Rating: Three out of Five (rating saved by Puck and Ash)

Sunday, March 30, 2014

Inside Out by Maria V. Snyder Review

"Keep Your Head Down.
Don't Get Noticed.
Or Else.

I'm Trella. I'm a scrub. A nobody. One of thousands who work the lower levels, keeping Inside clean for the Uppers. I've got one friend, do my job and try to avoid the Pop Cops. So what if I occasionally use the pipes to sneak around the Upper levels? The only neck at risk is my own…until I accidentally start a rebellion and become the go-to girl to lead a revolution."

Maria V. Snyder is really good, or at least the last time I can remember. Poison Study was amazing despite the guy being much older than Yelena. Anyway, Inside Out is just as good as Poison Study. But Poison Study is slightly a bit better. (Assassins will always be awesome. Same rule applies to James Bond). 

The beginning of Inside Out stumbled a bit. I was a bit confused for like the first few chapters. Snyder's try at a futuristic society with a ton of issues is somewhat different than the try at medieval times. She's smooth with Poison Study, but a little crooked in Inside Out. Still, it's entertaining to read. There are a few words you have to watch out for. Sometimes, Snyder doesn't even explain the terminology. It's almost as if she expects you to automatically know what it is. (Thanks to other books, I certainly do know what it is). Pop Cops means Population Control, by the way. That's the biggest, most frequently used word. The dialect isn't much different from our time, so it's not too difficult to understand. I shall mention that age is not by years, but instead by weeks. What a nightmare.

Trella is the main character and narrator or Inside Out. She's a scrub, basically a person not worth knowing, if you are in the upper class (rich). Trying to survive and live, she ignores everyone and hangs out with her, she, and herself. You got it, alone. Of course, no man is an island. She has some friends. (Okay, only one). Cog, a boy she's friendly with, is pretty much friends with everyone. He's the most influential guy in the lower class.

Of course, he isn't the love interest. He's the brother of Trella (I mean, mentally). She will probably never see him as something more. No, no, no. The love interest of Inside Out is Riley, who is thankfully near her age. He's an Upper, so it does make things slightly interesting.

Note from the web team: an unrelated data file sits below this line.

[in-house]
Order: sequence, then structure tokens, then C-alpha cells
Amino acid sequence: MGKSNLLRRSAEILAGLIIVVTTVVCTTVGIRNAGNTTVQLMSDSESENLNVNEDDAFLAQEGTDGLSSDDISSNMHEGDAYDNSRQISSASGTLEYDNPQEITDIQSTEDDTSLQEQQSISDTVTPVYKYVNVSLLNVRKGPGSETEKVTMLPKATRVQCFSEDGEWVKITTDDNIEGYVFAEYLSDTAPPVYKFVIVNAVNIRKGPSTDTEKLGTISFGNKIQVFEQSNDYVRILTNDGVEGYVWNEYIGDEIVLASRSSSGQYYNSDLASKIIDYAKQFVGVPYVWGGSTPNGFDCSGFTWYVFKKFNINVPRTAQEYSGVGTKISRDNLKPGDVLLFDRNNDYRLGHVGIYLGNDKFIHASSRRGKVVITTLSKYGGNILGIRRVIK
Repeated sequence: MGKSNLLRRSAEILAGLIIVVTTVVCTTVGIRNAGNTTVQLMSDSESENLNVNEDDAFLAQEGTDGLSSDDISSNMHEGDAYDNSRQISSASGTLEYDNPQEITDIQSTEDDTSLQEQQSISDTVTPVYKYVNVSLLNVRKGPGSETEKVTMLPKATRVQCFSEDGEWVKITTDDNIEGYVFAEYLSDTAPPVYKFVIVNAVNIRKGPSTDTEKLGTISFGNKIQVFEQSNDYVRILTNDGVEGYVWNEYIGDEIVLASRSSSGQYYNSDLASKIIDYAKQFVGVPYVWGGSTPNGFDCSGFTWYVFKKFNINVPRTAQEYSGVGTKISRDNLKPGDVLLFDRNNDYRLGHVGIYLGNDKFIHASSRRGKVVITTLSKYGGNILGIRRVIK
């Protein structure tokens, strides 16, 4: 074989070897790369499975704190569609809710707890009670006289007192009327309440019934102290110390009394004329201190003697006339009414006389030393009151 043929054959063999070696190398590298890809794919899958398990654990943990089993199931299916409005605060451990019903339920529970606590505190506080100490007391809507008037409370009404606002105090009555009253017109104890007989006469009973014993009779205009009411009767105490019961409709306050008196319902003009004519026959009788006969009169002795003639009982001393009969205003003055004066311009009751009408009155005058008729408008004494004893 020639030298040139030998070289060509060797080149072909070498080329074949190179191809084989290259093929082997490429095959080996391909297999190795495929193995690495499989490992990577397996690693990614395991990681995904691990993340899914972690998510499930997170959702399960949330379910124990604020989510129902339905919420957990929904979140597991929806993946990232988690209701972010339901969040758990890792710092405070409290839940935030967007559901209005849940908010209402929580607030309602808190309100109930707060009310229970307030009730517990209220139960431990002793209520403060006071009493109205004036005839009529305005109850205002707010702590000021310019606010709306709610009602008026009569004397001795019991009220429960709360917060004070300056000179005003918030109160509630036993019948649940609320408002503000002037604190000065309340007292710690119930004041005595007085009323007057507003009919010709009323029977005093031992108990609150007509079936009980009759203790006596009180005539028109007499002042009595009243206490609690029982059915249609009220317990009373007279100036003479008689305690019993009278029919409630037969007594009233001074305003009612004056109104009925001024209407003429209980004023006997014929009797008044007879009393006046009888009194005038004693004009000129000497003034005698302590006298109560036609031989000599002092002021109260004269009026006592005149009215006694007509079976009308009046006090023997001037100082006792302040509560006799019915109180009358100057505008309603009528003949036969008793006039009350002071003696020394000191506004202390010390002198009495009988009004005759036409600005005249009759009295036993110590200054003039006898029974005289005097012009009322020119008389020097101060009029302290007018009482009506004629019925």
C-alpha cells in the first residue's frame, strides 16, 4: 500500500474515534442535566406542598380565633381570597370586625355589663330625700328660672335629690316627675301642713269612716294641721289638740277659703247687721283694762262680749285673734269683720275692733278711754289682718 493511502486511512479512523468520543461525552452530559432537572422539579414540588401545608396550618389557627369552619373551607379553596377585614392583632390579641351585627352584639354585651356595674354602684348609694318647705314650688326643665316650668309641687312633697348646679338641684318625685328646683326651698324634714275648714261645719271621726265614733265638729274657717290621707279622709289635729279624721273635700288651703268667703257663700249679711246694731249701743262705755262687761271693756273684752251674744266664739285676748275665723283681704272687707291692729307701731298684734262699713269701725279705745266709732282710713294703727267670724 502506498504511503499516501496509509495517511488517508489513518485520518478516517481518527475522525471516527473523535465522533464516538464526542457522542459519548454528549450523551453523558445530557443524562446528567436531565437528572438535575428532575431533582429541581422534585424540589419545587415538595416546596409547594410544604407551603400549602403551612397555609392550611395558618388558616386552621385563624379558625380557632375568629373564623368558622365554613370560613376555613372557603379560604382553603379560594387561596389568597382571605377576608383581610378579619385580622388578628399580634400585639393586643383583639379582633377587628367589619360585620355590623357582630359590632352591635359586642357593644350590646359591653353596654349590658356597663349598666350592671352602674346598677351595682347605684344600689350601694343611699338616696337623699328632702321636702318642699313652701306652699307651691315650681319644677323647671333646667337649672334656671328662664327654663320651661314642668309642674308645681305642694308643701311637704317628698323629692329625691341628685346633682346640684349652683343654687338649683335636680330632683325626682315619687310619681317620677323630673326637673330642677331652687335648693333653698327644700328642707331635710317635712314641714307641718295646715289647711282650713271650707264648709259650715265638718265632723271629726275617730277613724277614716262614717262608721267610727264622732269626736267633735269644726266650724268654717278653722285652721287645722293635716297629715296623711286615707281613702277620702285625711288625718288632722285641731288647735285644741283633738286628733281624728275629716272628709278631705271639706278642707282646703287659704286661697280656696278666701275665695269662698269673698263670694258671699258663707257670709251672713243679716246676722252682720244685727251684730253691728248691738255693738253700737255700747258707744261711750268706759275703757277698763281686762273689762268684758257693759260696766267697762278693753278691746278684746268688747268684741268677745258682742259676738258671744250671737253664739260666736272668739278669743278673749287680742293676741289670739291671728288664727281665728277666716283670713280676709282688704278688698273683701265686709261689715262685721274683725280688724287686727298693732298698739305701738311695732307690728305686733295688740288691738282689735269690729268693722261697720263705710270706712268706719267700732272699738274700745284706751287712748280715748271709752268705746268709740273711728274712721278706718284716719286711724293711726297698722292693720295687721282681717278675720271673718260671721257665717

There is one villain who is for sure the villain. The second villain isn't as apparent. Along with the third. Trella herself is the third villain (you are your worst enemy). The second villain, well, that's a mystery to be read. Her name is Kaina. Or something like that. I hate these names. Bunch of weird spellings, letter usage, etc. Anyway, she plays a much bigger role than most readers might think. A much bigger role.

By the time I finish the book, all I can think about is this: I can't wait to read the next book! (Not at my library, unfortunately).

Rating: Four out of Five

Saturday, March 29, 2014

Ashes, Ashes by Jo Treggiari Review

"A thrilling tale of adventure, romance, and one girl's unyielding courage through the darkest of nightmares.
Epidemics, floods, droughts--for sixteen-year-old Lucy, the end of the world came and went, taking 99% of the population with it. As the weather continues to rage out of control, and Sweepers clean the streets of plague victims, Lucy survives alone in the wilds of Central Park. But when she's rescued from a pack of hunting dogs by a mysterious boy named Aidan, she reluctantly realizes she can't continue on her own. She joins his band of survivors, yet, a new danger awaits her: the Sweepers are looking for her. There's something special about Lucy, and they will stop at nothing to have her."

Ashes, ashes, we all fall down. Gosh, that's an old song. I hated doing that circle thing. It was terrible for my brain. I would have a headache for an hour before I can even attempt spinning around again.